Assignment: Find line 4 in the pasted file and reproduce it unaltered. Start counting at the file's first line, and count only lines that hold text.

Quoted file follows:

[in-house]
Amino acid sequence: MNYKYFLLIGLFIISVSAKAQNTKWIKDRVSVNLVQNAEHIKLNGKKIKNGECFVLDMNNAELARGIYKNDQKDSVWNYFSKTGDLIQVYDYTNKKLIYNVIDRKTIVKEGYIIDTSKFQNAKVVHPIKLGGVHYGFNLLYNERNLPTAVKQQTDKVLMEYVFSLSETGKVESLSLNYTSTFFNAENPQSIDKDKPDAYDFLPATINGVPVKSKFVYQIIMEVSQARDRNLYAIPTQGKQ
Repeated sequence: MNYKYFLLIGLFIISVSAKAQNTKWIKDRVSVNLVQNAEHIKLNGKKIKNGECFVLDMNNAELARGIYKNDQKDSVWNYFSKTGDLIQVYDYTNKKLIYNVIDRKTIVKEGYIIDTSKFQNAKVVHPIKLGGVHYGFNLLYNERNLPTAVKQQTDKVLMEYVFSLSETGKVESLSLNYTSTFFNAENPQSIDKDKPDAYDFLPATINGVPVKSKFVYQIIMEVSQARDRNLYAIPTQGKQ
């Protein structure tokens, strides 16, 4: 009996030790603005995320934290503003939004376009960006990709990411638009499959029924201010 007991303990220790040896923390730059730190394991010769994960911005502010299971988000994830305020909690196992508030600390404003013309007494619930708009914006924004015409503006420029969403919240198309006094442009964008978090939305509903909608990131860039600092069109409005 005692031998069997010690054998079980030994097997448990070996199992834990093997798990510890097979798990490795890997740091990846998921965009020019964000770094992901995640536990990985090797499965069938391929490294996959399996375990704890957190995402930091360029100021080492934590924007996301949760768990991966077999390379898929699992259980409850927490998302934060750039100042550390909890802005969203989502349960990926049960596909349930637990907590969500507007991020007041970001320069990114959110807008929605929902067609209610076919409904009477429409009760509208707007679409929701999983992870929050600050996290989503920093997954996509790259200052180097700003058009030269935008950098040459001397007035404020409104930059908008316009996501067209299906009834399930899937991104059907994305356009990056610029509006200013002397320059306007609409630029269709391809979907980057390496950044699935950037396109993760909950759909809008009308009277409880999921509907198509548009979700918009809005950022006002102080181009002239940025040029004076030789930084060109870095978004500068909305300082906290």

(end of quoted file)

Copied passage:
């Protein structure tokens, strides 16, 4: 009996030790603005995320934290503003939004376009960006990709990411638009499959029924201010 007991303990220790040896923390730059730190394991010769994960911005502010299971988000994830305020909690196992508030600390404003013309007494619930708009914006924004015409503006420029969403919240198309006094442009964008978090939305509903909608990131860039600092069109409005 005692031998069997010690054998079980030994097997448990070996199992834990093997798990510890097979798990490795890997740091990846998921965009020019964000770094992901995640536990990985090797499965069938391929490294996959399996375990704890957190995402930091360029100021080492934590924007996301949760768990991966077999390379898929699992259980409850927490998302934060750039100042550390909890802005969203989502349960990926049960596909349930637990907590969500507007991020007041970001320069990114959110807008929605929902067609209610076919409904009477429409009760509208707007679409929701999983992870929050600050996290989503920093997954996509790259200052180097700003058009030269935008950098040459001397007035404020409104930059908008316009996501067209299906009834399930899937991104059907994305356009990056610029509006200013002397320059306007609409630029269709391809979907980057390496950044699935950037396109993760909950759909809008009308009277409880999921509907198509548009979700918009809005950022006002102080181009002239940025040029004076030789930084060109870095978004500068909305300082906290």